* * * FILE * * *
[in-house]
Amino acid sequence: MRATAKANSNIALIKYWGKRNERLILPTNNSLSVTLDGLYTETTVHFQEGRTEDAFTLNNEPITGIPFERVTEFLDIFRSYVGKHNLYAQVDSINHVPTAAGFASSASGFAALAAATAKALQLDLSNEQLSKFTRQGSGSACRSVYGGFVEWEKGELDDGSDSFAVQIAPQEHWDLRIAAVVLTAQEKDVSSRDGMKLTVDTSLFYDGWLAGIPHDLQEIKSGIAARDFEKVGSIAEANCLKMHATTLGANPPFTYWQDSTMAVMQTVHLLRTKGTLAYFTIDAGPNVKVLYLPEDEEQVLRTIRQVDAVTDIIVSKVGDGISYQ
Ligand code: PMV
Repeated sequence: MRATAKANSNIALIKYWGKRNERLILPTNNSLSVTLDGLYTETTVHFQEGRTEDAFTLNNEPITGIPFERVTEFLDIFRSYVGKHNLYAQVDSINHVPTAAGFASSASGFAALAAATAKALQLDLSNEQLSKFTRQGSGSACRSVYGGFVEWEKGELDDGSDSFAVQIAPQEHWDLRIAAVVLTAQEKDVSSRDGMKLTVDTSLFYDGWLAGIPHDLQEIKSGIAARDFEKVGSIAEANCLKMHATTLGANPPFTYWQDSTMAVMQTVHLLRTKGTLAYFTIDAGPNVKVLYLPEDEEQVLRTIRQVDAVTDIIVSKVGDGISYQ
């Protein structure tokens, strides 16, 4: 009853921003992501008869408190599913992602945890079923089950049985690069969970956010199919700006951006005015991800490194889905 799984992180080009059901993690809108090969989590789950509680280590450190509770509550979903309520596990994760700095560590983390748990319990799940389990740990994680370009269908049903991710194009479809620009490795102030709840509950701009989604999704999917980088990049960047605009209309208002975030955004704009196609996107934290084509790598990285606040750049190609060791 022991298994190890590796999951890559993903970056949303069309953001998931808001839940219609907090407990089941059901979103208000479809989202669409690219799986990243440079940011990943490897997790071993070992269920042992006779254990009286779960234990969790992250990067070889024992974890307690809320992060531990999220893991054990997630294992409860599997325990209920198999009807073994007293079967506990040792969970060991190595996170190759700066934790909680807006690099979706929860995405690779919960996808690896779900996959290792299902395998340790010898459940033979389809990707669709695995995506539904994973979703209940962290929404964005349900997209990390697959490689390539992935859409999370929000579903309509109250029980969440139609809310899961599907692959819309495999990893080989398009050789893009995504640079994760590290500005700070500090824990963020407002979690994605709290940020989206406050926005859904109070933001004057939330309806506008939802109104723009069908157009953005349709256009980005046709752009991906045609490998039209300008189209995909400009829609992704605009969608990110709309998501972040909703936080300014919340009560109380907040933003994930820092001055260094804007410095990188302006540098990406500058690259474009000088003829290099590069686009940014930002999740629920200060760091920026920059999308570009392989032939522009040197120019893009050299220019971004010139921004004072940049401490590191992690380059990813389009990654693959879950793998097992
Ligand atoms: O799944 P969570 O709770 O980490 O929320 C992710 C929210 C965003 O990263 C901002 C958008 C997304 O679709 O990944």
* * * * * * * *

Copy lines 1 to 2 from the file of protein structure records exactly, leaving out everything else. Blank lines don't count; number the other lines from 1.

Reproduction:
[in-house]
Amino acid sequence: MRATAKANSNIALIKYWGKRNERLILPTNNSLSVTLDGLYTETTVHFQEGRTEDAFTLNNEPITGIPFERVTEFLDIFRSYVGKHNLYAQVDSINHVPTAAGFASSASGFAALAAATAKALQLDLSNEQLSKFTRQGSGSACRSVYGGFVEWEKGELDDGSDSFAVQIAPQEHWDLRIAAVVLTAQEKDVSSRDGMKLTVDTSLFYDGWLAGIPHDLQEIKSGIAARDFEKVGSIAEANCLKMHATTLGANPPFTYWQDSTMAVMQTVHLLRTKGTLAYFTIDAGPNVKVLYLPEDEEQVLRTIRQVDAVTDIIVSKVGDGISYQ